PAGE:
These grooms were mostly young people around Garah's age or a little older. I eventually managed to make one of them understand that even though I was coming in with the ala I had no prearranged place to put Apple. I told her he was well behaved and well used to other horses, but she took us to the transient's stable where there was plenty of room. There was so much room in fact that she found him a stall with a space on either side. This showed me she was used to handling stallions. I knew Apple wouldn't have given any trouble, but I was glad of the courtesy.
The floor was dry, and walls only slightly chewed. Apple headed straight for the manger.
A young groom brought Apple the same turnips and carrots and armloads of fodder the other horses were having. He began to eat enthusiastically. She showed me the room where I could store Apple's tack. Before I had quite settled Apple, Marchel appeared. She had taken off her helm and I could see that her hair was the color of damp straw. She leaned over the side of the stall.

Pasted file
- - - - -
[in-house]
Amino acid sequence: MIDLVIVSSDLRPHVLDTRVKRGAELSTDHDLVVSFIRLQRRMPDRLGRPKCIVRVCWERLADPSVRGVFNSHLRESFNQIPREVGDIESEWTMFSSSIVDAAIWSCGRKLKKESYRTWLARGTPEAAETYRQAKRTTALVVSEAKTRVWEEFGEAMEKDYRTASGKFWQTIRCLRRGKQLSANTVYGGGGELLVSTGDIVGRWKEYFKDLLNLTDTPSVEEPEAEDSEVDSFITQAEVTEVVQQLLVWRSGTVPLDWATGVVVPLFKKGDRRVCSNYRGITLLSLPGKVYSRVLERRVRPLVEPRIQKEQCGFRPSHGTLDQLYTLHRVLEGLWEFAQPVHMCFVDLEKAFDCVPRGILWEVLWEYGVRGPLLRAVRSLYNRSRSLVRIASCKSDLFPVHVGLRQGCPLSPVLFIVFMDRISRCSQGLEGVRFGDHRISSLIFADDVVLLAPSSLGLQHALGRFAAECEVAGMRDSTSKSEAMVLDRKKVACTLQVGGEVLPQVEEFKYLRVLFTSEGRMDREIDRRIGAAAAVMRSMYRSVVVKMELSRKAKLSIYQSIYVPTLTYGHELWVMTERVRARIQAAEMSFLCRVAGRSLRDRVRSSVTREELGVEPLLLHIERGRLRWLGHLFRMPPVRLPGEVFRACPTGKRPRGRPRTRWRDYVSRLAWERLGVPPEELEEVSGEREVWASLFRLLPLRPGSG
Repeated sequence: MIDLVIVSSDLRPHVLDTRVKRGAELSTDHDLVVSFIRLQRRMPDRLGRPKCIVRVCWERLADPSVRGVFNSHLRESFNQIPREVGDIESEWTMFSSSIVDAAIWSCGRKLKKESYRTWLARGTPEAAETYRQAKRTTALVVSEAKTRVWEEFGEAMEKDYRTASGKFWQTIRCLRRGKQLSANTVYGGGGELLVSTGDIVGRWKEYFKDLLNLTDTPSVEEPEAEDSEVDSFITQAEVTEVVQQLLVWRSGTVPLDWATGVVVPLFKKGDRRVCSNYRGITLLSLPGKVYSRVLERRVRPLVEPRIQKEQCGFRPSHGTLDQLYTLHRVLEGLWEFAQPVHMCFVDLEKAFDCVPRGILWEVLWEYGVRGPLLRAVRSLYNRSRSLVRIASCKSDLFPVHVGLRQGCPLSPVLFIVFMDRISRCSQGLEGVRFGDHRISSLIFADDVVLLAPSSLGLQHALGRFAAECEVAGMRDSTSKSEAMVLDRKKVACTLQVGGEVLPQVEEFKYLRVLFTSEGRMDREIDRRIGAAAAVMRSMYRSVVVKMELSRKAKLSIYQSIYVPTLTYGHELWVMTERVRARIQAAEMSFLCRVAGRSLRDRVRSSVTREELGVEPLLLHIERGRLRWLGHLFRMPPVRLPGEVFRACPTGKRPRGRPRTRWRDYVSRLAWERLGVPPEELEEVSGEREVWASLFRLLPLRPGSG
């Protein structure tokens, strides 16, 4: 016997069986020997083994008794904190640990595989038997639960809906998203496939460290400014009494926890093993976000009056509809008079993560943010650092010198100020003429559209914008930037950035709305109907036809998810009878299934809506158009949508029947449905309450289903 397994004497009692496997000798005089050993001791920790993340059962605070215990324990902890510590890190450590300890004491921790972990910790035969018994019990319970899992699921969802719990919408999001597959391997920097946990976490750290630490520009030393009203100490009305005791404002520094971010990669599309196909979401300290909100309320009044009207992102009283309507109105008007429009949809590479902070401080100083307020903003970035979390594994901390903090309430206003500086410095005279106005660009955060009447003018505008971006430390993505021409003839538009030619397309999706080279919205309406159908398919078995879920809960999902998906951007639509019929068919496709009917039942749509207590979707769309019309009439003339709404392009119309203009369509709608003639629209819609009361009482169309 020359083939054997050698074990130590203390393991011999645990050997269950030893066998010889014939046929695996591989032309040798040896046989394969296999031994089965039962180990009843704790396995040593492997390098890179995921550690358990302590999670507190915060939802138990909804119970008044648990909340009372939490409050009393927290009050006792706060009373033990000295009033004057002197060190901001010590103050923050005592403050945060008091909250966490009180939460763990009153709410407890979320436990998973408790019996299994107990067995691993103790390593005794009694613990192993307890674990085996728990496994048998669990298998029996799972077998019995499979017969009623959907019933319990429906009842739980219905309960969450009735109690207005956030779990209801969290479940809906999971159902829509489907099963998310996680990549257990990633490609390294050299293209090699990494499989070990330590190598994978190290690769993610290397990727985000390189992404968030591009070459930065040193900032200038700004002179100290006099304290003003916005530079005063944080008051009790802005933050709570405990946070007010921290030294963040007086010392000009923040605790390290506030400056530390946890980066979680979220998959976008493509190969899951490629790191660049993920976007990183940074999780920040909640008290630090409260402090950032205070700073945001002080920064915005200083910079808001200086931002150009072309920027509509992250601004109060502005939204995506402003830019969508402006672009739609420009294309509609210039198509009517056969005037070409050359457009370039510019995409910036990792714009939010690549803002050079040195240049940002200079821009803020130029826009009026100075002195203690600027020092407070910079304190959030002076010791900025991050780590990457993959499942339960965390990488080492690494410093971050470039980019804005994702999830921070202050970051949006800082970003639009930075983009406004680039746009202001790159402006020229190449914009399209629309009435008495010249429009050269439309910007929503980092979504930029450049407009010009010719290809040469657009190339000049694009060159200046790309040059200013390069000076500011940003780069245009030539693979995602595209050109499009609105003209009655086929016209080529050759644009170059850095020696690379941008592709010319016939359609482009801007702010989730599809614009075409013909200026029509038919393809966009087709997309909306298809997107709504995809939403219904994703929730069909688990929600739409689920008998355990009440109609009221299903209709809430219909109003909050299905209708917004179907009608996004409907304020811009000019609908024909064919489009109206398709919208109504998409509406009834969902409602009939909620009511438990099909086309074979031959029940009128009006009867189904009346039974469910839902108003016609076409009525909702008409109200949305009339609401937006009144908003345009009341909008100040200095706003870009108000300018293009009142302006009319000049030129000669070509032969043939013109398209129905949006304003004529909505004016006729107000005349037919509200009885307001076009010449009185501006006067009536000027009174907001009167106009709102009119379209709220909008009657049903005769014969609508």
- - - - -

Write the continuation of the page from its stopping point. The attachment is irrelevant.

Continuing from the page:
"Magnificent, isn't he?" she said. "Good appetite. He doesn't even look terribly tired.
And he's a real fighter too. How old is he? A six-year-old?"
"Six, yes, he was four when my father brought him back from Caer Tanaga."
"So you've only had him a couple of years? Any luck with foals yet?"
I straightened up, all my joints aching. "He was given to my father's war-leader, Duncan, not to me. Duncan already had a greathorse of his own, though he was a gelding, being an unlucky color. Duncan came riding up out of the east twelve years back, and his was the only greathorse we had before my father brought those three back. Duncan did not want to change, so he gave Apple to his daughter Rudwen. The king had given my father and my brother each a mare. So last year we had two full-bred colts, each as pretty as their father, and this year one filly, paler in color but with a noble head. I was beginning to help train one of last year's, by Apple out of my father's mare Dauntless." I looked away, I did not want to think where little Hero was now. Apple was eating happily. I